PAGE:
If your relationship with a prospect isn’t well-established, they won’t want to move forward. However, if a potential client has a well-established relationship with a competitor’s representative, it doesn’t mean that you can’t also build a healthy relationship with them.
6. You’re Too Accommodating
In sales, you need to balance meeting the client’s needs with putting yourself in a position to earn their respect. Too often during sales meetings, representatives prioritize flexibility and their capacity to accommodate potential clients. However, if the prospect sees you as someone who wants to please them instead of giving them the expertise they need, you end up losing points.
- You have a strong need for approval that makes you seek appreciation instead of respect.
- Your sales posture is weak, and you have trouble positively asserting yourself.
Authority is linked to sales posture and the ability some representatives have of being more credible than a competitor or current supplier. If you’re able to position yourself as an expert in your field by asking questions or expressing views that surpass the prospect’s knowledge, you can win sales. If not, the potential client won’t want to engage with you.
- Your sales approach isn’t consultative enough, and you don’t dig deeper than what’s on the surface.
- You don’t share enough experiences your prospect can relate to, so they don’t see you as someone who can solve their problem.
Sometimes, prospects can’t relate to the content representatives present (brochures, presentations, catalogues, videos, etc.), and that’s why they don't choose them. Help prospects relate by no longer relying on collateral during sales meetings.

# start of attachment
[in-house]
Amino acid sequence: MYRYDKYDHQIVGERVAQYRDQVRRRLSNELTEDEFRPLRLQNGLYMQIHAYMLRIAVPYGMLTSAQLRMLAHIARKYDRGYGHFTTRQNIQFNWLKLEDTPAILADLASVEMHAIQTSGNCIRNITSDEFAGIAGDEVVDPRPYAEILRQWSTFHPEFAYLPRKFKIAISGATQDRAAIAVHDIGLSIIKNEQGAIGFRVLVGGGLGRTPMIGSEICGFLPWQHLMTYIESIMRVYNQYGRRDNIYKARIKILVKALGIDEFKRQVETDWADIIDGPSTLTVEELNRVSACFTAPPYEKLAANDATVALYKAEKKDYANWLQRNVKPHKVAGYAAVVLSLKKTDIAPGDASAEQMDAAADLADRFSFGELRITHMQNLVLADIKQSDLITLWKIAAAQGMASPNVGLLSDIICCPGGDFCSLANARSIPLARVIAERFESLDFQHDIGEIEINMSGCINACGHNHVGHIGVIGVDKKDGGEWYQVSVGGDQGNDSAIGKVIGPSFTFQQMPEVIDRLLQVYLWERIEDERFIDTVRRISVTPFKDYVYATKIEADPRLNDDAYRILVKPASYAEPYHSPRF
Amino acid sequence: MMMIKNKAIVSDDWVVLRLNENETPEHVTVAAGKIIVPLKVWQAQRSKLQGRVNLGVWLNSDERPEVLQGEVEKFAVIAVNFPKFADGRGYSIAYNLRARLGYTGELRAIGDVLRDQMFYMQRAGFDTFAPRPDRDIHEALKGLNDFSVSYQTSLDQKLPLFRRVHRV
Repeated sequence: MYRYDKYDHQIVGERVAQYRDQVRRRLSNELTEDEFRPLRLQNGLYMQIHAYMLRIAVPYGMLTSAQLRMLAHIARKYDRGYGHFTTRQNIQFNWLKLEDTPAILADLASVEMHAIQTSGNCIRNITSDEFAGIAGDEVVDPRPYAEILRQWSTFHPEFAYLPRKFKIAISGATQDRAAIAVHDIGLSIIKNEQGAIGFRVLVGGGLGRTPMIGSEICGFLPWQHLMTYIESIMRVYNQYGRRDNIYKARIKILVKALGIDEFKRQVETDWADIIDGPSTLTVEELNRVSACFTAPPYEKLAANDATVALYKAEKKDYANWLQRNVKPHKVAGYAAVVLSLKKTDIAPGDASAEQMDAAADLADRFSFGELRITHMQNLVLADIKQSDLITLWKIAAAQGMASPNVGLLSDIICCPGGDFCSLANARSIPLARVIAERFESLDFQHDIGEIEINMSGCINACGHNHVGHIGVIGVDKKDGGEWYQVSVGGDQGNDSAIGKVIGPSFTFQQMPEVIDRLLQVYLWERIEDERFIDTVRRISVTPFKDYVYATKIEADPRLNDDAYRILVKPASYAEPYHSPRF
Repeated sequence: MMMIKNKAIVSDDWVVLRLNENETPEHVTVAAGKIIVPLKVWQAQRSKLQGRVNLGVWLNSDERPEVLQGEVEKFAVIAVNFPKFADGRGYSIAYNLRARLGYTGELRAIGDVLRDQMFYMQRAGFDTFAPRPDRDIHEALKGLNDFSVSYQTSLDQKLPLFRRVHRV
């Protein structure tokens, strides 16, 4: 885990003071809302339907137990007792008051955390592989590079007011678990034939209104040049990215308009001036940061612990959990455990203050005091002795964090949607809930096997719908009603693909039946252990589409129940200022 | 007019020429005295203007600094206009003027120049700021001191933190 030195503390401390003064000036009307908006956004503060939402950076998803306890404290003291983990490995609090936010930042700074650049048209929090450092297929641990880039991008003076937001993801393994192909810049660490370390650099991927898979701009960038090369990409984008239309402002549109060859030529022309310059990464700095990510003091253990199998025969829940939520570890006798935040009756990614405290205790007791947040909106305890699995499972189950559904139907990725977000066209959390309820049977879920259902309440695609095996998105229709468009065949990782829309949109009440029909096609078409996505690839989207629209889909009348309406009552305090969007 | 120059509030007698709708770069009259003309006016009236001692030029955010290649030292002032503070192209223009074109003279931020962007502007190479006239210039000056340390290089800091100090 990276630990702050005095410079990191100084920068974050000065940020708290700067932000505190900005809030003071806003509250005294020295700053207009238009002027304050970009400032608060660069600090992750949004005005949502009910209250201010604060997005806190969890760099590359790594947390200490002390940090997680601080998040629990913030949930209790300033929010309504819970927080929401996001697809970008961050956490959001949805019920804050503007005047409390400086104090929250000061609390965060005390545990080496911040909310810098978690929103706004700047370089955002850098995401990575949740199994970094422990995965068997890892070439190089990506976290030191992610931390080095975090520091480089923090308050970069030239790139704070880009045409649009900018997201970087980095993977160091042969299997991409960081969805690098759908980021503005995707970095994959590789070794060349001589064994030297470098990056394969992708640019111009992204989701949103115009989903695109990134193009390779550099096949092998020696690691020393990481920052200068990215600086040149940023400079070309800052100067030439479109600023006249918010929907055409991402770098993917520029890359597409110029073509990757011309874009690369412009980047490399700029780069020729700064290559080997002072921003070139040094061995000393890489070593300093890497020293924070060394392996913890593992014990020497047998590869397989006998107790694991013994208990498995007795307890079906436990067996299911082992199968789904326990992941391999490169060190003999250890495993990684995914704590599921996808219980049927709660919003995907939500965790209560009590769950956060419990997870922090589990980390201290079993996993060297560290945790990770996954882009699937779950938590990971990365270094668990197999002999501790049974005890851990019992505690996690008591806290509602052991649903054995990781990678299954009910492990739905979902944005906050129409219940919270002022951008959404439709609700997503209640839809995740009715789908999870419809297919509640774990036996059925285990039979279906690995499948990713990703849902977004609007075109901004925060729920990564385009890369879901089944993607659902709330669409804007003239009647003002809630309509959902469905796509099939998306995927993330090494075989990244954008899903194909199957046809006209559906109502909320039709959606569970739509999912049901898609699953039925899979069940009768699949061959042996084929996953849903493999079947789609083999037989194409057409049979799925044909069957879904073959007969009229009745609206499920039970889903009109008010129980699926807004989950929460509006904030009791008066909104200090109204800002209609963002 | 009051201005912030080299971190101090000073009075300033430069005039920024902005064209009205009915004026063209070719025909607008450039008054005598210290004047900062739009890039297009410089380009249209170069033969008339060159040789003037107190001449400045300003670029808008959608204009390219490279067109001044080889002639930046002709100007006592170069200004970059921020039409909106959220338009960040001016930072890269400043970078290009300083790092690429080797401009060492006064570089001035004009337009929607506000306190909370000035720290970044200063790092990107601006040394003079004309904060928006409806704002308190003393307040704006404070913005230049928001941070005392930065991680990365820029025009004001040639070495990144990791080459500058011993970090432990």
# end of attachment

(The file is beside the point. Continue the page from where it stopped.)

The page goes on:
- You spend more time presenting than listening.
- You make your presentation too early in the sales process, that is before the contact is even on board.
Prospects don’t care about your sales quotas.
Pressured selling and aggressive behaviour scare away potential clients and damage a company’s reputation. It’s possible that at certain times of the year, the pressure to meet quotas or goals brings out a more offensive approach. However, potential customers are increasingly averse to these types of practices, so avoid them.
- You don’t prospect regularly and go through ups and downs to close sales.
- Your style is abrasive.
Some companies have a strong corporate culture and strong values, and all their decisions and business partners reflect them. During the buying process, if the client feels their company values don't align with a rep's, they won’t want to engage with him or her.
- Your company probably didn’t share its values enough, and executives don’t see the necessity for each employee to embody these values.
- You don’t embody your company’s values on a daily basis.
Although sales representatives are the ones on the receiving end when a client doesn’t want to do business with them, it’s not the representatives themselves who are to blame, but one or more of these ten factors. Analyze the reasons behind the win or the loss of each opportunity to understand what each sales representative needs to work on.
Even if a prospect says they won’t do business with you because your price is too high, that isn't the real reason. The price is only a justification. To understand how to win more opportunities, you’ll need a complete diagnosis of the infrastructure, processes, and skill sets. This diagnosis is called the sales force evaluation.